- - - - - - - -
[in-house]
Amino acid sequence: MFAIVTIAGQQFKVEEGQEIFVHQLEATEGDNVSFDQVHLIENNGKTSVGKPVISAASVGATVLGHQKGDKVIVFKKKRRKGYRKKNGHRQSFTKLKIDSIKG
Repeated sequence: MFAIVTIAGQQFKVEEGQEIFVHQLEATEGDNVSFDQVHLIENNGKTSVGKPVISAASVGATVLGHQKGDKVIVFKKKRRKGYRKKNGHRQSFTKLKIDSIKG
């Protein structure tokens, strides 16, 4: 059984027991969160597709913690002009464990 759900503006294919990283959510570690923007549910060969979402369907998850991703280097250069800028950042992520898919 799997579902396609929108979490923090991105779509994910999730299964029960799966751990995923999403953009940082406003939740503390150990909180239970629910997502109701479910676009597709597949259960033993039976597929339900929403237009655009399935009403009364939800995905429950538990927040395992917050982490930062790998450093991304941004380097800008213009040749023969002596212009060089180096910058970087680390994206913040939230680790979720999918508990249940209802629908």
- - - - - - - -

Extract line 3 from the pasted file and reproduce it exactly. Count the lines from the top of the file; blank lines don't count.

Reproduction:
Repeated sequence: MFAIVTIAGQQFKVEEGQEIFVHQLEATEGDNVSFDQVHLIENNGKTSVGKPVISAASVGATVLGHQKGDKVIVFKKKRRKGYRKKNGHRQSFTKLKIDSIKG